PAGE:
Finding Help For Someone With Mental Illness11
As a teacher, you may occasionally have students who show symptoms of or who havesignificant risk factors for a mental illness. A first step for helping thesestudents is to contact the school nurse or guidance counselor. These individualsshould know the appropriate next steps to take, including directing the student’sparents or guardians to contact their physician or their city or county mentalhealth services.
If you think a friend or colleague might have a mental illness, encourage him or herto see a physician. Physicians can make referrals to mental health specialists inthe community. In addition, your state or county health departments may offerservices for people struggling with a mental illness. The National Mental HealthAssociation has an affiliate network throughout the country. The programs offered bythe NMHA affiliates include support groups, public education and advocacy campaigns,rehabilitation, and housing services. You can access the NMHA’s affiliate networkthrough its Web site: .
The Additional Resources for Teachers section describes other online resources aboutmental illnesses .
What Are The Parts Of The Brain
The brain is made up of three main sections: the forebrain, the midbrain, and the hindbrain.
The forebrain is the largest and most complex part of the brain. It consists of the cerebrum the area with all the folds and grooves typically seen in pictures of the brain as well as some other structures under it.
The cerebrum contains the information that essentially makes us who we are: our intelligence, memory, personality, emotion, speech, and ability to feel and move. Specific areas of the cerebrum are in charge of processing these different types of information. These are called lobes, and there are four of them: the frontal, parietal, temporal, and occipital lobes.
The cerebrum has right and left halves, called hemispheres. They’re connected in the middle by a band of nerve fibers that lets them communicate. These halves may look like mirror images of each other, but many scientists believe they have different functions:
- The left side is considered the logical, analytical, objective side.
- The right side is thought to be more intuitive, creative, and subjective.
So when you’re balancing your checkbook, you’re using the left side. When you’re listening to music, you’re using the right side. It’s believed that some people are more “right-brained” or “left-brained” while others are more “whole-brained,” meaning they use both halves of their brain to the same degree.
In the inner part of the forebrain sits the thalamus, hypothalamus, and :
Early Embryonic Stage To 2 Years
Brain development in the embryo starts just a few weeks after conception. By the seventh month of a pregnancy, the fetus starts to emit its own brain waves. New neurons and synapses are formed by the brain at an extremely high rate during this time.
During the first year of life, the number of synapses in the brain of an infant grows more than tenfold. By age 2 or 3, an infant has about 15,000 synapses per neuron.
In the visual cortex of the brain , synapse production hits its peak at about 8 months of age. In the prefrontal cortex, peak levels of synapses occur sometime during the first year of life. This part of the brain is used for a variety of complex behaviors, including planning and personality.
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What Is A Basic Definition Of Brain
The brain is the organ in humans and animals thats responsible for thought processes. The plural form brains refers to intelligence or a person who is the smartest member of a group. The word brain has several other senses as a noun and a few as a verb.
Your brain is a squishy organ located inside your head and is protected by your skull. The brain is highly complex. It is the seat of all your conscious thoughts and unconscious impulses and is like the control center of the body, allowing you to do things like speak, move your muscles, and breathe without thinking. The brain, spinal cord, and nerves make up the nervous system.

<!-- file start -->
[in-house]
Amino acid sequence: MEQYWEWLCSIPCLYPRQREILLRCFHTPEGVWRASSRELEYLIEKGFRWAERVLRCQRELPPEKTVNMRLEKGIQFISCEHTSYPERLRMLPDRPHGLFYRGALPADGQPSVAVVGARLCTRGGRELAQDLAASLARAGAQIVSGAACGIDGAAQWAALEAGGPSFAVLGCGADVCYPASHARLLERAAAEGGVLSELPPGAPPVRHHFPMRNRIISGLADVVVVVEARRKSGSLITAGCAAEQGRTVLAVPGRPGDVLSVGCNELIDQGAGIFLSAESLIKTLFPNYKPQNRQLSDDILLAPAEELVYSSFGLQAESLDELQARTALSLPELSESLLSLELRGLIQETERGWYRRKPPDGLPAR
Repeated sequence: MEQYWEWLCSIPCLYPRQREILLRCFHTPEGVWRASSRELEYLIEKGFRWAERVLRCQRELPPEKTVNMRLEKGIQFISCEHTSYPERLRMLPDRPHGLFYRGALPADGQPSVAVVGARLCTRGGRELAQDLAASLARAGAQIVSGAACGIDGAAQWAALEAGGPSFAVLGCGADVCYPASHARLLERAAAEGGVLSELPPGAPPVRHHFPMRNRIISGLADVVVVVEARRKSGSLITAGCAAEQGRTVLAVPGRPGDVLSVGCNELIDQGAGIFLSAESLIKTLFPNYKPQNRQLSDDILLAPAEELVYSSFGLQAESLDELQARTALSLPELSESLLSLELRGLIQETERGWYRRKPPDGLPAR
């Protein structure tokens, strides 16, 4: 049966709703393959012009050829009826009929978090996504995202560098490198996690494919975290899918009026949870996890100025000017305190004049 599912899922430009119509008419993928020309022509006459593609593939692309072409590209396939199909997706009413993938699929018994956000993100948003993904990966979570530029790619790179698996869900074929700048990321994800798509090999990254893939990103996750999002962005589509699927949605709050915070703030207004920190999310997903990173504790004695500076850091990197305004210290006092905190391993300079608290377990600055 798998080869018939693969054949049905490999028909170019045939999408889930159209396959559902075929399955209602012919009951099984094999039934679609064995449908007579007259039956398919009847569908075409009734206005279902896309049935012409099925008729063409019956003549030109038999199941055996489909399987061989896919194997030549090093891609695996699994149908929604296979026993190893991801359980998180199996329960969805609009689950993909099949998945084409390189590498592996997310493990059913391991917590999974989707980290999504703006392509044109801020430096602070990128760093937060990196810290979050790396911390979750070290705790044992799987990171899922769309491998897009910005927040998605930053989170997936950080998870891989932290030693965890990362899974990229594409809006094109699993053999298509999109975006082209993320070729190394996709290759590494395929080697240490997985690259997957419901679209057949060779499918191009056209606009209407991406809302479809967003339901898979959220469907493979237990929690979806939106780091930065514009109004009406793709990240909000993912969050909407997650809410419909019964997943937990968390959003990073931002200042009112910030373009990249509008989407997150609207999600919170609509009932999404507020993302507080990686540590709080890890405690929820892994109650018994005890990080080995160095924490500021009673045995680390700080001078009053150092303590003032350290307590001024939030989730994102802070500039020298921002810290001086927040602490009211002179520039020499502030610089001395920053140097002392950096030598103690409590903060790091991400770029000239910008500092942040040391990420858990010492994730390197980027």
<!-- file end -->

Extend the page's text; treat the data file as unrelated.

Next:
Real-life examples: You and every other person have a brain. Animals have brains too, although they arent capable of doing all of the things the human brain is able to do. Your brain is very important and has a vast number of jobs, such as keeping all of your memories, telling your other organs what to do, and helping you read these words.
Used in a sentenceThe brain is the most complex and perhaps the most studied organ.
The plural form brains is used as a term for intelligence or intellect. This usage alludes to the brain being the organ that handles thinking.
Real-life examples: You may have heard a person being described as having brains. This means they are smart and able to figure things out, especially difficult or complex problems.
Relatedly, a person who is considered very smart can be called a brain.
Mental Illness And The Brain4
The term mental illness clearly indicates that there is a problem with the mind. Butis it just the mind in an abstract sense, or is there a physical basis to mentalillness? As scientists continue to investigate mental illnesses and their causes,they learn more and more about how the biological processes that make the brain workare changed when a person has a mental illness.
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Lobes Of The Brain And What They Control
Each brain hemisphere has four sections, called lobes: frontal, parietal, temporal and occipital. Each lobe controls specific functions.
- Frontal lobe. The largest lobe of the brain, located in the front of the head, the frontal lobe is involved in personality characteristics, decision-making and movement. Recognition of smell usually involves parts of the frontal lobe. The frontal lobe contains Brocas area, which is associated with speech ability.
- Parietal lobe. The middle part of the brain, the parietal lobe helps a person identify objects and understand spatial relationships . The parietal lobe is also involved in interpreting pain and touch in the body. The parietal lobe houses Wernickes area, which helps the brain understand spoken language.
- Occipital lobe. The occipital lobe is the back part of the brain that is involved with vision.
- Temporal lobe. The sides of the brain, temporal lobes are involved in short-term memory, speech, musical rhythm and some degree of smell recognition.